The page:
Installation for Windows 2003 with IIS
Note: You are currently viewing documentation for Moodle 1.9. Up-to-date documentation for the latest stable version is available here: Installation for Windows 2003 with IIS.
- Return to Windows installation
We're assuming that IIS has been installed on the server and that the reader of this text is familiar with IIS configuration.
PHP also needs to be running on the server. See How to install PHP 5.x on Windows Server 2003 with IIS 6 for instructions on how to install the thread-safe version of PHP with the ISAPI extension. But, instead of that PHP/ISAPI combination, you should rather consider installing the non-thread-safe version of PHP with the FastCGI component from Microsoft. There are several legitimate claims that this is a much better and faster way to run PHP and that performance will be much better. Read the Difference between PHP thread safe and non thread safe binaries article on iis-aid.com for more details.
Another reason why it is best to use FastCGI instead of the ISAPI extension if you are using IIS 7 is that the FastCGI component is already built-in to Microsoft IIS 7 (although it is not enabled by default so you have to manually enable it in the Server Manager).
A link to an article on how to setup PHP (non-thread-safe) and FastCGI on IIS 6 is available in the next section below.
NOTE: Before installing Moodle you should make sure that PHP is running properly i.e. that IIS can serve .php scripts and that PHP can connect to your database server. Many new Moodle administrators experience problems installing Moodle because PHP has not been configured properly and they mistakingly believe that they're doing something wrong with the Moodle installation (when the problem actualy is with the PHP configuration).
One way to check that PHP is configured properly is to run the phpinfo() command and then check the output that it produces. Part of this output is information about how PHP will connect to the web server and the database. Many Moodle administrators have to resort to posting desperate pleas for help in the Moodle forums because they have not checked the output of phpinfo() and are unable to install Moodle because of a PHP configuration problem.
MySQL: download from  and install
Installation for Windows Server 2003 with IIS and a MSSQL database
The above instructions will help you setup Moodle with MySQL. But what if you want to (or have to) use MSSQL as your database engine?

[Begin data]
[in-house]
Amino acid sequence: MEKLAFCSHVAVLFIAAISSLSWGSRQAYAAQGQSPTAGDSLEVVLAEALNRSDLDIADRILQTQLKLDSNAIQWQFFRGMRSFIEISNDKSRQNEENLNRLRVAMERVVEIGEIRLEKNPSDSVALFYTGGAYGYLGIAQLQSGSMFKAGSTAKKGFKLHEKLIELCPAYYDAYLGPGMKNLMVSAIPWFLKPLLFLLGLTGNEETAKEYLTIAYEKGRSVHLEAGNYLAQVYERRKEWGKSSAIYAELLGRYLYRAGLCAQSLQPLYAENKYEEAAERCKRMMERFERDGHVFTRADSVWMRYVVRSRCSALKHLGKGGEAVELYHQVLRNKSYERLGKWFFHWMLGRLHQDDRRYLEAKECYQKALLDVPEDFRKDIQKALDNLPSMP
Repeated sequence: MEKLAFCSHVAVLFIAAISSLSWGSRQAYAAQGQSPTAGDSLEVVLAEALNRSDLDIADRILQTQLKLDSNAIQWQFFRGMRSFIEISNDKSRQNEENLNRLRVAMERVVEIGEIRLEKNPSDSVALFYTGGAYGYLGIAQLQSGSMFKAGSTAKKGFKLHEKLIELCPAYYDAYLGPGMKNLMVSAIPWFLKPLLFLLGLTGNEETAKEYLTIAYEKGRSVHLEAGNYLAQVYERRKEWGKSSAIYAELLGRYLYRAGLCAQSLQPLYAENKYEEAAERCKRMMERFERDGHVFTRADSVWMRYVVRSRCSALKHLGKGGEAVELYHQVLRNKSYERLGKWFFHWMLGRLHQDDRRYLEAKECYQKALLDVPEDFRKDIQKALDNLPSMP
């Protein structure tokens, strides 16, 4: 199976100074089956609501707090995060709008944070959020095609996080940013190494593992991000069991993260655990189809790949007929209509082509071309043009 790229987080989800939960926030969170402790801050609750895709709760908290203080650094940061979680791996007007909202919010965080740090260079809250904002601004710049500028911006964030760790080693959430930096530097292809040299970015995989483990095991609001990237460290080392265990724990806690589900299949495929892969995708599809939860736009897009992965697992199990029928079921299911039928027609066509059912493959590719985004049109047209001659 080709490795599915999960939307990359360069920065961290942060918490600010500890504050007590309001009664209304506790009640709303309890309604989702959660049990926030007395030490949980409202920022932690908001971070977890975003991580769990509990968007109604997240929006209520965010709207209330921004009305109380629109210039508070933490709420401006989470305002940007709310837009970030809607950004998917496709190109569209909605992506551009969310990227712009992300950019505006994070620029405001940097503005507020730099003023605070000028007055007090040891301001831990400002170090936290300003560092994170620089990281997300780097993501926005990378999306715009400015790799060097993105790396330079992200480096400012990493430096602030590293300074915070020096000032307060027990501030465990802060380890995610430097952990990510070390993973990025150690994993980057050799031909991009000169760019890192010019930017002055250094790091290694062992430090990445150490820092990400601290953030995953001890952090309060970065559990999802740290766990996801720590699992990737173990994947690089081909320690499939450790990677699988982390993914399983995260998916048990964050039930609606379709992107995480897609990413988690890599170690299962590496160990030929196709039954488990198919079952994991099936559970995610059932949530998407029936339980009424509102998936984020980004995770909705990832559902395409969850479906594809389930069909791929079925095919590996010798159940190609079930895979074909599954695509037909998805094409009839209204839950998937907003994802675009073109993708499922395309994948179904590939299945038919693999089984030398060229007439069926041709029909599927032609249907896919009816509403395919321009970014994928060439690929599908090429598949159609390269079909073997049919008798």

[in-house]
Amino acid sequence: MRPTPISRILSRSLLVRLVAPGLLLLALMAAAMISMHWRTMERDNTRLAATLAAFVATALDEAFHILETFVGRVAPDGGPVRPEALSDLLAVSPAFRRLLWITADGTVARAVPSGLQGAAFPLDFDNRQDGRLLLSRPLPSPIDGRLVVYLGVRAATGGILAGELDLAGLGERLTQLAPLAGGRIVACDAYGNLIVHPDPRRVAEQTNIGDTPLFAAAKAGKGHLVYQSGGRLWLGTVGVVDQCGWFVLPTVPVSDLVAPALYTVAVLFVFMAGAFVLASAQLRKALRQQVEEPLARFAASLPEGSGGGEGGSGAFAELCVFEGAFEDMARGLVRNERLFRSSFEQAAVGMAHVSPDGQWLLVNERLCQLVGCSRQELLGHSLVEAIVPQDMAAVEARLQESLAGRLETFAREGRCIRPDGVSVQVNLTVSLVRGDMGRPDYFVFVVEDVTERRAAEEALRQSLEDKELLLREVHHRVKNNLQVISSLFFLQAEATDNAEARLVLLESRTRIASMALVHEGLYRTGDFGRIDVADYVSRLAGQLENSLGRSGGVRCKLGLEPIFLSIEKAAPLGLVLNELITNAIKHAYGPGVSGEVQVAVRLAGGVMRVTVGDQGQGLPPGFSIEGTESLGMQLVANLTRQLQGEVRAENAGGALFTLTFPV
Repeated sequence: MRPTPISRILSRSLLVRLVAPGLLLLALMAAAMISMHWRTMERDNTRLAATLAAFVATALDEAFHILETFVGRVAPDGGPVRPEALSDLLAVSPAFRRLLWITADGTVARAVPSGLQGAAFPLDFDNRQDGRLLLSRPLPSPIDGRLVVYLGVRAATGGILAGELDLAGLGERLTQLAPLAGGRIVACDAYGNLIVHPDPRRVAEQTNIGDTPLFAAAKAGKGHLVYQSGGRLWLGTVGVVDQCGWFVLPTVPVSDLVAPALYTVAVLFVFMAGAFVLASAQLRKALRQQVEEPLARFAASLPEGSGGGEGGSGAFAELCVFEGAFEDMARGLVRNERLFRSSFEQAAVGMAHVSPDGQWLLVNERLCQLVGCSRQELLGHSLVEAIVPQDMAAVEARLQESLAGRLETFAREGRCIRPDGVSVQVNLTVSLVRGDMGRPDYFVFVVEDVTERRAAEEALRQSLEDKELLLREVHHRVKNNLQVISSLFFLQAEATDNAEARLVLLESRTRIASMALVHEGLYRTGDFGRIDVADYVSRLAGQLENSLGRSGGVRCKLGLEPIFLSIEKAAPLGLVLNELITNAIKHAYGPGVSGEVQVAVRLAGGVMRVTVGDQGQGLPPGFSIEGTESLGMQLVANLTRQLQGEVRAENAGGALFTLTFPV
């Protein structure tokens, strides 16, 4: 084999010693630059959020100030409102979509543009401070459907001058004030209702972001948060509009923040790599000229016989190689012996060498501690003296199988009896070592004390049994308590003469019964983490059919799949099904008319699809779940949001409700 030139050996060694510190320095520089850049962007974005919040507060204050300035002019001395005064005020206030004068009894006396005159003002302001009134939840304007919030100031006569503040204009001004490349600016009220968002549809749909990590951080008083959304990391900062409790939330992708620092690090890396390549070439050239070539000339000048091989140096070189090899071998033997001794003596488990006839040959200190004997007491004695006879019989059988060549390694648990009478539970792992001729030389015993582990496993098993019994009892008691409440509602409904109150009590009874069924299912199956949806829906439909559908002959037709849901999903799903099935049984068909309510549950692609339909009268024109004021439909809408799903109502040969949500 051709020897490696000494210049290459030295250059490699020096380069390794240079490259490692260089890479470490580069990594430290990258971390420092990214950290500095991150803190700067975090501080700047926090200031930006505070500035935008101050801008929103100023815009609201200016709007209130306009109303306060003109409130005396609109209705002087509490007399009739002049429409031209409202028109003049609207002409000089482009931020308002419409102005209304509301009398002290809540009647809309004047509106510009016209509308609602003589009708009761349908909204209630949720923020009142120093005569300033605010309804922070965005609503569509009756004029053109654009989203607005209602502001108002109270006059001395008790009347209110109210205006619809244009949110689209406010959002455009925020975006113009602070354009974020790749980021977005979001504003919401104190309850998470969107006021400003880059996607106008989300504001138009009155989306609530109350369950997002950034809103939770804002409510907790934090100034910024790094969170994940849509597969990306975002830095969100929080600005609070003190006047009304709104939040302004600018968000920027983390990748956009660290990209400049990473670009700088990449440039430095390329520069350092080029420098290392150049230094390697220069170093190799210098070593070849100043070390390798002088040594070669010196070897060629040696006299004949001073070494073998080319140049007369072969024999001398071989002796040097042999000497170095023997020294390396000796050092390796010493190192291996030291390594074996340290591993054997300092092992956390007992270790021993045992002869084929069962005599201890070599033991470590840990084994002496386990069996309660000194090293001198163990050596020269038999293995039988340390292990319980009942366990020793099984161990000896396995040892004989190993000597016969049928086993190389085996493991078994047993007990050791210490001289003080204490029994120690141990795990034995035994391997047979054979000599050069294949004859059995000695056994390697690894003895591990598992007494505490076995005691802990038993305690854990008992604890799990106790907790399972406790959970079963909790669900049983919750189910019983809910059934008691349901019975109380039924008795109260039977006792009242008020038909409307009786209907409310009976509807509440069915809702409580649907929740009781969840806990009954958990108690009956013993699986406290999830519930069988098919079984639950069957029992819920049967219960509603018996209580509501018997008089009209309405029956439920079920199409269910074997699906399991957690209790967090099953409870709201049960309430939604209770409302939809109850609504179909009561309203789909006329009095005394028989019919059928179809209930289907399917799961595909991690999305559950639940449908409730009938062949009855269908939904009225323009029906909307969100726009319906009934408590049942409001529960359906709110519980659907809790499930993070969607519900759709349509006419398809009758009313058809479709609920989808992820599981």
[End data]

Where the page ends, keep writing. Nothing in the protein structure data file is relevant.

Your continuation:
Installing Moodle on Windows Server 2003 with IIS and MSSQL 2005 is a 9 step process:
- Setup PHP on the web server
- Install FastCGI on the web server
- Configure the PHP script mapping in IIS
- Create a Moodle application in IIS
- Configure PHP to work with Microsoft SQL Server 2005
- Create the Moodle database and database login
- Check the PHP configuration - if PHP is not working or has not been configured correctly Moodle will not install.
- Install Moodle
- Install and configure URL rewriting extension (see below)
- Setup a Moodle Cron Job
Detailed instructions on how to perform each of the above steps is available on www.moodlewindows.za.net.
If you are installing on IIS 7 (Vista / Server 2008), and have updated the post_max_size and upload_max_filesize settings in php.ini to allow for large file uploads, you will also need to configure the maxAllowedContentLength setting in IIS7 to be at least as great as the values that you have set. You can do this by creating a web.config file in your Moodle html directory containing the following text:
<?xml version="1.0" encoding="UTF-8"?> <configuration> <system.webServer> <security> <requestFiltering> <requestLimits maxAllowedContentLength="134217728" /> </requestFiltering> </security> </system.webServer> </configuration>
URL rewriting / Slasharguments
In order to use html resources or SCORM packages you need to configure URL rewriting. The features is not available in IIS, you need to install a 3rd party extension for that - see list in http://msdn.microsoft.com/en-us/library/ms972974.aspx
Please note that this is not an issue when using IIS7 - it appears to support 'slash arguments' by default.
You can use following simple URL rewriting rule:
RewriteRule ^([^\?]+?\.php)(\/.+)$ $1\?file=$2 [QSA]
Theoretically you might configure PATH_INFO server variable, but it is not reliable especially when using unicode file names.
Using Moodle discussions: